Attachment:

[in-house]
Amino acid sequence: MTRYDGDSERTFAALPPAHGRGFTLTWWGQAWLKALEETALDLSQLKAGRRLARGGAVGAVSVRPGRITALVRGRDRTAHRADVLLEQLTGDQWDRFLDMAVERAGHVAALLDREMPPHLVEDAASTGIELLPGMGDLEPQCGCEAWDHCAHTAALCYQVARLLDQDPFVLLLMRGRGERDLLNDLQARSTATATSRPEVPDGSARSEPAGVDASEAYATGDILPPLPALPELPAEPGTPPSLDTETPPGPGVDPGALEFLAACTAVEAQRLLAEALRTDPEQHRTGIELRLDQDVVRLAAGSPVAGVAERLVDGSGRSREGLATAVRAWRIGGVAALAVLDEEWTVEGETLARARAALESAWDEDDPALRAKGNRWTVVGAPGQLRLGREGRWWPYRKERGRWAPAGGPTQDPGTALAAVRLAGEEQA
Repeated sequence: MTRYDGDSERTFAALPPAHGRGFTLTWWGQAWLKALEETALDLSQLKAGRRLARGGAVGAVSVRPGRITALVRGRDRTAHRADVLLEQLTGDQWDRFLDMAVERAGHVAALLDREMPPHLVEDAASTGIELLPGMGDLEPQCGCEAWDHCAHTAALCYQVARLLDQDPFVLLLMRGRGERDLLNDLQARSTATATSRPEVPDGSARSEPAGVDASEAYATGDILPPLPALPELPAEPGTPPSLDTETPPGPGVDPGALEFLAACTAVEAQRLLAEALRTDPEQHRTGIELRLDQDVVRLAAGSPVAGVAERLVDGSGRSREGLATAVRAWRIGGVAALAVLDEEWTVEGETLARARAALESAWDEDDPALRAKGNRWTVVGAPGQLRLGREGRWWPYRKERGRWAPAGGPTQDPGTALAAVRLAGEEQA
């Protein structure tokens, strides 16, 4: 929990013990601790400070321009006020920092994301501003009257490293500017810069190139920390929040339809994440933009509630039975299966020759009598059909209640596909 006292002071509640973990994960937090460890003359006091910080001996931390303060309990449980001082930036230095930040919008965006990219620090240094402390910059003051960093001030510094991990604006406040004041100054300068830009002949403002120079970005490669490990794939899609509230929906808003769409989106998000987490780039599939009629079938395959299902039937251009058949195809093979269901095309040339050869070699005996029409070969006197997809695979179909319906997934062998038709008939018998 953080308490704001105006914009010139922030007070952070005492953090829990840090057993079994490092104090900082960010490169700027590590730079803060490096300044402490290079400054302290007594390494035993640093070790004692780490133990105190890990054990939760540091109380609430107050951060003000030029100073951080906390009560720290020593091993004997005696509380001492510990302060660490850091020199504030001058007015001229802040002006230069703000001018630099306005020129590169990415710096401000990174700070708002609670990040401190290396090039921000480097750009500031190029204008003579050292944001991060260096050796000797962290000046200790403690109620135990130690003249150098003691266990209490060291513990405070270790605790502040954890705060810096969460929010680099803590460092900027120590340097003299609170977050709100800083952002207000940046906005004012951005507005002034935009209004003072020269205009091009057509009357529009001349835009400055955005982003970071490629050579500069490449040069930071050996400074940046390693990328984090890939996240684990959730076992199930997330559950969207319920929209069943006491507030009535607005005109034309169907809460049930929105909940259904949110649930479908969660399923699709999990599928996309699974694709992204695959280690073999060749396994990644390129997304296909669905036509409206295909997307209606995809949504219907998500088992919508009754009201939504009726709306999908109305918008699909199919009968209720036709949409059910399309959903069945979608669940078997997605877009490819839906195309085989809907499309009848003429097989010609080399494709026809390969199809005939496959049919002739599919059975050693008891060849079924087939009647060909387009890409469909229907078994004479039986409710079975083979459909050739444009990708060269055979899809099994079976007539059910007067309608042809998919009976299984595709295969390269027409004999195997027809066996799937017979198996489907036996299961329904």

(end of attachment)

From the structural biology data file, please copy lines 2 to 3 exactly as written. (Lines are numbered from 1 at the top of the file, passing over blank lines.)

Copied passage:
Amino acid sequence: MTRYDGDSERTFAALPPAHGRGFTLTWWGQAWLKALEETALDLSQLKAGRRLARGGAVGAVSVRPGRITALVRGRDRTAHRADVLLEQLTGDQWDRFLDMAVERAGHVAALLDREMPPHLVEDAASTGIELLPGMGDLEPQCGCEAWDHCAHTAALCYQVARLLDQDPFVLLLMRGRGERDLLNDLQARSTATATSRPEVPDGSARSEPAGVDASEAYATGDILPPLPALPELPAEPGTPPSLDTETPPGPGVDPGALEFLAACTAVEAQRLLAEALRTDPEQHRTGIELRLDQDVVRLAAGSPVAGVAERLVDGSGRSREGLATAVRAWRIGGVAALAVLDEEWTVEGETLARARAALESAWDEDDPALRAKGNRWTVVGAPGQLRLGREGRWWPYRKERGRWAPAGGPTQDPGTALAAVRLAGEEQA
Repeated sequence: MTRYDGDSERTFAALPPAHGRGFTLTWWGQAWLKALEETALDLSQLKAGRRLARGGAVGAVSVRPGRITALVRGRDRTAHRADVLLEQLTGDQWDRFLDMAVERAGHVAALLDREMPPHLVEDAASTGIELLPGMGDLEPQCGCEAWDHCAHTAALCYQVARLLDQDPFVLLLMRGRGERDLLNDLQARSTATATSRPEVPDGSARSEPAGVDASEAYATGDILPPLPALPELPAEPGTPPSLDTETPPGPGVDPGALEFLAACTAVEAQRLLAEALRTDPEQHRTGIELRLDQDVVRLAAGSPVAGVAERLVDGSGRSREGLATAVRAWRIGGVAALAVLDEEWTVEGETLARARAALESAWDEDDPALRAKGNRWTVVGAPGQLRLGREGRWWPYRKERGRWAPAGGPTQDPGTALAAVRLAGEEQA